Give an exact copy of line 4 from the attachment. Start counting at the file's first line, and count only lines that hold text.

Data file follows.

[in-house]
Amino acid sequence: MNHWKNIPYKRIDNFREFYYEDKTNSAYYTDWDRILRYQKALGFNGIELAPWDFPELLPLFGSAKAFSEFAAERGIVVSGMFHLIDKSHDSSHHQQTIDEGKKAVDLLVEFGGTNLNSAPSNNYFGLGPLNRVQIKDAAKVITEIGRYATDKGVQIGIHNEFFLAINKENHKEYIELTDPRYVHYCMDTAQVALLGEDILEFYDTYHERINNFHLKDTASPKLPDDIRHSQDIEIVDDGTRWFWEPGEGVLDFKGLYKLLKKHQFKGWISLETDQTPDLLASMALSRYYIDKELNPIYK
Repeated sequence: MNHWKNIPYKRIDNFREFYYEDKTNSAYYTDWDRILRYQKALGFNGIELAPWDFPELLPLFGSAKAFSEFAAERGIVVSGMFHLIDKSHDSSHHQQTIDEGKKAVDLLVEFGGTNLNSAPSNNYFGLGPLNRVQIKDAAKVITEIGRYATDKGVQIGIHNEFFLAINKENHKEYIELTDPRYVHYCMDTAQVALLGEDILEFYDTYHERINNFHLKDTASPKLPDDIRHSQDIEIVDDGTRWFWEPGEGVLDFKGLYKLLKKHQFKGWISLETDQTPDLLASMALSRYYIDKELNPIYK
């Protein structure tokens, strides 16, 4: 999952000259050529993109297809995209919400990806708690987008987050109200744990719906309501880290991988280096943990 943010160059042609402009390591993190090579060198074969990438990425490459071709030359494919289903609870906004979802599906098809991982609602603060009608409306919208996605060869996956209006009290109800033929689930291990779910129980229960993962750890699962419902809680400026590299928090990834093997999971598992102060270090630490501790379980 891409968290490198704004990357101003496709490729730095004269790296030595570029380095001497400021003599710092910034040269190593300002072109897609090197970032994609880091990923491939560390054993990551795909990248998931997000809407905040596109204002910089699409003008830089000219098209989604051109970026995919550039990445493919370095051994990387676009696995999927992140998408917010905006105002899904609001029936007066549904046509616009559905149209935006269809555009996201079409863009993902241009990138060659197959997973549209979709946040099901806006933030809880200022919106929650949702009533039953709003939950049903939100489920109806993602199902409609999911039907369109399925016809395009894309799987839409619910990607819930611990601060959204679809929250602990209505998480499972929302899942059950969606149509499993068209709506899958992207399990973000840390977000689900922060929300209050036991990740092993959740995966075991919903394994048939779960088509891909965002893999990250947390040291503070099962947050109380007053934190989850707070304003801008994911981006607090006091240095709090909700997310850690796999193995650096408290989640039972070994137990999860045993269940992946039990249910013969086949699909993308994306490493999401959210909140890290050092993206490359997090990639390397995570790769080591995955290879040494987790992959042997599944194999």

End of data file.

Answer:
């Protein structure tokens, strides 16, 4: 999952000259050529993109297809995209919400990806708690987008987050109200744990719906309501880290991988280096943990 943010160059042609402009390591993190090579060198074969990438990425490459071709030359494919289903609870906004979802599906098809991982609602603060009608409306919208996605060869996956209006009290109800033929689930291990779910129980229960993962750890699962419902809680400026590299928090990834093997999971598992102060270090630490501790379980 891409968290490198704004990357101003496709490729730095004269790296030595570029380095001497400021003599710092910034040269190593300002072109897609090197970032994609880091990923491939560390054993990551795909990248998931997000809407905040596109204002910089699409003008830089000219098209989604051109970026995919550039990445493919370095051994990387676009696995999927992140998408917010905006105002899904609001029936007066549904046509616009559905149209935006269809555009996201079409863009993902241009990138060659197959997973549209979709946040099901806006933030809880200022919106929650949702009533039953709003939950049903939100489920109806993602199902409609999911039907369109399925016809395009894309799987839409619910990607819930611990601060959204679809929250602990209505998480499972929302899942059950969606149509499993068209709506899958992207399990973000840390977000689900922060929300209050036991990740092993959740995966075991919903394994048939779960088509891909965002893999990250947390040291503070099962947050109380007053934190989850707070304003801008994911981006607090006091240095709090909700997310850690796999193995650096408290989640039972070994137990999860045993269940992946039990249910013969086949699909993308994306490493999401959210909140890290050092993206490359997090990639390397995570790769080591995955290879040494987790992959042997599944194999």